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Zone: Lessons and Insight on Southland Businesses

Her Action Saved Family Firm

Company founder's death forced widow to learn the business. This small concern beat the odds and survived.


A family business. An unexpected death. No succession plan.

It's a patented script among family-owned firms and one that Margo Groger was living after the short illness and death of her husband, Julian, in 1985.

The junior high school counselor knew virtually nothing about the spa fittings operation her husband had founded about a decade earlier. Sale or liquidation of the business was an obvious next step.

Instead, the longtime educator embarked on the steepest learning curve of her life as the new chief executive of G-G Industries. Today the Valencia-based company has sales in excess of $10 million a year. What was once a small-time assembly operation has become a manufacturer with 85 employees and an international client base. And Groger has gone to the head of the class as the Small Business Administration's 1999 Entrepreneur of the Year in Los Angeles.

Such success in the face of adversity is laudable. It's also highly unusual, according to family business experts, who say many enterprises die along with their founders in the wake of sudden tragedy. In Groger's case, sound advisors, loyal employees, good listening skills and a keen eye for spotting market trends helped her overcome a lack of business experience and the initial shock of inheriting a company she never planned to run.

"Ironically, the best way to plan for success is to plan for failure," says Quentin Fleming, a consultant with Ernst & Young and author of an upcoming book on family business. "Unfortunately, most family businesses don't plan at all."

Such was the case with G-G Industries, a small firm with about $2 million in sales and 10 employees at the time of Julian Groger's death.

He started the business in his garage back in 1972 with a single product: an air blower for hot tubs and spas, which were rapidly gaining popularity back in the swinging '70s. For more than 10 years the couple lived on Margo's teaching salary, plowing profit from the business back into the operation.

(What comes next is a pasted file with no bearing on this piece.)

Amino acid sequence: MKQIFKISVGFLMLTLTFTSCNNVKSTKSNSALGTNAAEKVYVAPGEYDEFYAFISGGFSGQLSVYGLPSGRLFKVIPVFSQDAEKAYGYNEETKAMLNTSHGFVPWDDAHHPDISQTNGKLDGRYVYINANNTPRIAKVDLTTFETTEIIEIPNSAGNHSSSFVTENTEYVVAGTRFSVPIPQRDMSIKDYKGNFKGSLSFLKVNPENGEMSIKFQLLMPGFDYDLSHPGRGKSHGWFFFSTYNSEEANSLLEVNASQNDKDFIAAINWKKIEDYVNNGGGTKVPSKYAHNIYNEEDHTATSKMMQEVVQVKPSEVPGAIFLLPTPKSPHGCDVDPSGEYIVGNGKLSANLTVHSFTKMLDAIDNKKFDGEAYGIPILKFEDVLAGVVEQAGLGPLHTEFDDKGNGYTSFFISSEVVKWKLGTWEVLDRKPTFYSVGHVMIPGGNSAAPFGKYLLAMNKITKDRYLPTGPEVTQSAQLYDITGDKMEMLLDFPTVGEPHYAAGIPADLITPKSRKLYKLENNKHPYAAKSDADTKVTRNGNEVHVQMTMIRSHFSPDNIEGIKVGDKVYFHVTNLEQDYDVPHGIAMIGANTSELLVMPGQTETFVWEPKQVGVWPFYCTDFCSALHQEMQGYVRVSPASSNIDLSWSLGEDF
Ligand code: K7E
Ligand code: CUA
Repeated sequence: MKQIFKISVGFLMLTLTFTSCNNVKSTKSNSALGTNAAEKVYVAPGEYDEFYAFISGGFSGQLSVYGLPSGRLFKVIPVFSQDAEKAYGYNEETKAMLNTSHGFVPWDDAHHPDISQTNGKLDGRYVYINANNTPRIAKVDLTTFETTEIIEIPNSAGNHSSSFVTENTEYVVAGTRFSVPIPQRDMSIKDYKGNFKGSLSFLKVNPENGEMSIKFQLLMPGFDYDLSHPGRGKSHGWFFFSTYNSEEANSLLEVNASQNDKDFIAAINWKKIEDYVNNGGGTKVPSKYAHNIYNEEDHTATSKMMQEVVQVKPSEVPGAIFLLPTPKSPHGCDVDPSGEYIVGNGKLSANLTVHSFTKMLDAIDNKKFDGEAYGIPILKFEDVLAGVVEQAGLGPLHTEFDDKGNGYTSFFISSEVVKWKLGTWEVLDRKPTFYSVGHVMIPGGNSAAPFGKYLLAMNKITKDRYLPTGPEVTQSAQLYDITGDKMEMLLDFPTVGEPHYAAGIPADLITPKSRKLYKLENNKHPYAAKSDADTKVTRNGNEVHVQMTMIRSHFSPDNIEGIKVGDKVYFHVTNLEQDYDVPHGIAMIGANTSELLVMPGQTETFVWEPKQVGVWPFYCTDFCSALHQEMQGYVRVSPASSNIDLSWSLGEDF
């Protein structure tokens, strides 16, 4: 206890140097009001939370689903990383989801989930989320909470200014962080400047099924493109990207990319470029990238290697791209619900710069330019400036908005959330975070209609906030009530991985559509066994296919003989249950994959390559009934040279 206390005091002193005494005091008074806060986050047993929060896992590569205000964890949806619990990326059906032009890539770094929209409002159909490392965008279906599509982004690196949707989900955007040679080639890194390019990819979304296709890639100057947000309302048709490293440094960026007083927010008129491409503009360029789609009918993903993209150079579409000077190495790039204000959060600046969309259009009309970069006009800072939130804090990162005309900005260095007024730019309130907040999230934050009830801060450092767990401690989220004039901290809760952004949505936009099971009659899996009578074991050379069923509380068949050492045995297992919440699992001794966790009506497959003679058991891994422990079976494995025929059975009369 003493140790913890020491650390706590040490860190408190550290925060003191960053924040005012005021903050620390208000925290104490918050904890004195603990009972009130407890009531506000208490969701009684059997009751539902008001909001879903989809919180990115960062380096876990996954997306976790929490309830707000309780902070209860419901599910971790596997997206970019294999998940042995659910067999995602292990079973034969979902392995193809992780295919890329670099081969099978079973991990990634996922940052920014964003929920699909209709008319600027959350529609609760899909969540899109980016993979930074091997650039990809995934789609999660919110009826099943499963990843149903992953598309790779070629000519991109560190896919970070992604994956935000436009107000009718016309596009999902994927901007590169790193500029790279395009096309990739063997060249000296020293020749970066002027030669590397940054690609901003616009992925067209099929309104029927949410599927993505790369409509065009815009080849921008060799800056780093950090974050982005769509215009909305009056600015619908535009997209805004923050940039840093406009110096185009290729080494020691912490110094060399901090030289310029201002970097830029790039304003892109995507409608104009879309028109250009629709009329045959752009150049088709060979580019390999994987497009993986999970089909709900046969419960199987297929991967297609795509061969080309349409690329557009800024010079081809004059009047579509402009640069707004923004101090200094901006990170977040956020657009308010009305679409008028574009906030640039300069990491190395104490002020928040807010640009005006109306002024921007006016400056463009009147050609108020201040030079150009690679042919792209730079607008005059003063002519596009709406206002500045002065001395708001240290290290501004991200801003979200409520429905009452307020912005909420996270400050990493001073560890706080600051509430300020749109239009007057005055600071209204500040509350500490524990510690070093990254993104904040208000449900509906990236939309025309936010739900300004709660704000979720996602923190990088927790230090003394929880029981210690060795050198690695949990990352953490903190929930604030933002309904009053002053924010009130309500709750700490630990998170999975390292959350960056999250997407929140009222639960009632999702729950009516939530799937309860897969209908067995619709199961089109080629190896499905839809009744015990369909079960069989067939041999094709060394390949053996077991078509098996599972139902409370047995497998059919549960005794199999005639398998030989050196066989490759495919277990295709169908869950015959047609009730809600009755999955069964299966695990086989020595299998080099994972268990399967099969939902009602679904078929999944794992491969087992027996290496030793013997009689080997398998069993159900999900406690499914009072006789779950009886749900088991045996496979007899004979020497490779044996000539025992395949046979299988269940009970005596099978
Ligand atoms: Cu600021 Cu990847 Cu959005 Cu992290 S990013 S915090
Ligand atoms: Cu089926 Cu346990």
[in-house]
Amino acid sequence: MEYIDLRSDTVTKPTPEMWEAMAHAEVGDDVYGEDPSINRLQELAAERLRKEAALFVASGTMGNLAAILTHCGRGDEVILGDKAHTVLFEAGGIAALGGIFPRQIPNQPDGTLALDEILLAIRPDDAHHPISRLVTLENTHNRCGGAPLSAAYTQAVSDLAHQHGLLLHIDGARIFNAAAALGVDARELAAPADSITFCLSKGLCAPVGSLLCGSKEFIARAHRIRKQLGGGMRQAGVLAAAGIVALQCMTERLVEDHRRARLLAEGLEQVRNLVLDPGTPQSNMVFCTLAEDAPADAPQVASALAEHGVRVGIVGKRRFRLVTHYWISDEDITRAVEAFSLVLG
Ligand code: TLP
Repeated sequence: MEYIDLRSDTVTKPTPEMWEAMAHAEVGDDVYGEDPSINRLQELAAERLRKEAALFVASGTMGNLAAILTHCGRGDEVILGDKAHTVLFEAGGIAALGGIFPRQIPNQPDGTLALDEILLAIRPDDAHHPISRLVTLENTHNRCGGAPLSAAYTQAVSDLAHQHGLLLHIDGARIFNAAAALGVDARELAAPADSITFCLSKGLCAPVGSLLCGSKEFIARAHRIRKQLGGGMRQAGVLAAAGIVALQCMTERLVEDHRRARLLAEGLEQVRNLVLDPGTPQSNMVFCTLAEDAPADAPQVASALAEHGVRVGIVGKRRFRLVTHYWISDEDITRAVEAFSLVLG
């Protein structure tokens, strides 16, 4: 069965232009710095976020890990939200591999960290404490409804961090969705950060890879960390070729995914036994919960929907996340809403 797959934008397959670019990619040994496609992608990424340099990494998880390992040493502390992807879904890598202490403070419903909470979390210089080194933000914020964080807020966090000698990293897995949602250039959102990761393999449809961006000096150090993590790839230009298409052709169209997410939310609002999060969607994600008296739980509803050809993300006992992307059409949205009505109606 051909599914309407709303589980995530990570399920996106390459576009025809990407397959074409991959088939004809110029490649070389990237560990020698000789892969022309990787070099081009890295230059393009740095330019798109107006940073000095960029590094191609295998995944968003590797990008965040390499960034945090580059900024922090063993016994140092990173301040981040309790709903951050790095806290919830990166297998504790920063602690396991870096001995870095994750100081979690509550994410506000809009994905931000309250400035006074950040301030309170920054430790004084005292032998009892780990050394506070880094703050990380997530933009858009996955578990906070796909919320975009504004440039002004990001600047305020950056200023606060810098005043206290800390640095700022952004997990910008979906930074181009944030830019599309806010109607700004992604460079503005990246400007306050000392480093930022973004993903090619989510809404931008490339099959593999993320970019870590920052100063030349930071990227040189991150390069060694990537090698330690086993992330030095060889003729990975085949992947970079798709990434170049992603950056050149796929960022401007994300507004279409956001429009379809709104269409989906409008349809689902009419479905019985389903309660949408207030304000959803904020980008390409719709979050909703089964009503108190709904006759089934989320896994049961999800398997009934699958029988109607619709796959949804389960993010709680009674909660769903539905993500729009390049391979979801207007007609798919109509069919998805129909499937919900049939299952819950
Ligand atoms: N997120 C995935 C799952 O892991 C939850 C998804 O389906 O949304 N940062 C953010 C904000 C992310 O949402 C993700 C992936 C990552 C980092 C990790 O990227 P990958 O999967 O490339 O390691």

There was never any talk of succession or contingencies. The couple weren't anywhere near retirement, so there didn't seem to be any need. Besides, they weren't alone. Studies show that even among large, established family businesses, fewer than half have any type of formal succession plan.

"We just never discussed it," said Groger, now 56. "Right or wrong, that's the way it played out."

The experts have tidy, clinical names like "emergency succession" for what happened next.

Glendale family business consultant Lee Hausner tries to spur her clients to plan for the worst-case scenario by spelling it out in human terms.

"I talk to every one of my clients about developing a 'Ron Brown' plan," said Hausner, referring to the 1996 plane crash that killed the Commerce secretary and a delegation of U.S. business executives. "It's like back in school when you did a fire drill. Only now your business and the well-being of your family are on the line."

Having endured the experience, Groger now has provided for such contingencies. But at the time of her husband's death, her only plan was to keep his legacy alive. Knowing little about the spa industry, her own products or business basics like cash flow, she set to work doing what she did best as a school counselor: She listened.

She boxed parts in the warehouse alongside employees to get a feel for the business from the ground up. She listened as customers talked fervently about "suction elbows" and "directional eyeballs," making mental notes of the lingo while she reassured them about continuity under her leadership. She joined a network of local business executives, pumping them for insights into management and strategy.

"It was like starting all over again," says Groger. "But I wasn't afraid to ask for help."

She also squeezed information out of her accountants, quickly learning where to hold the line on costs and when to loosen the purse strings. Julian Groger had never been much on insurance, but his widow was much more cautious. The business interruption policy she purchased shortly after taking over G-G Industries proved critical when the assembly plant burned to the ground less than a year later.

"I don't know how she would have come through without it," says Leo Howard, the elder partner in Howard & Howard, an Encino father-and-son accounting team that has been with Groger since the beginning. "I have advised people to get insurance and they've ignored it. She made the decision and it saved her business."

Groger also learned when to tune out the bean counters. Until the early '90s, she continued to run G-G Industries as an assembly operation. The company owned the molds for its spa and whirlpool parts but would contract out the manufacturing. An admitted perfectionist, she got so fed up with persistent defects that she decided G-G Industries would make its own parts. It was a big move for a small company when Groger snapped up the operations of a troubled plastics manufacturer and brought them in-house.

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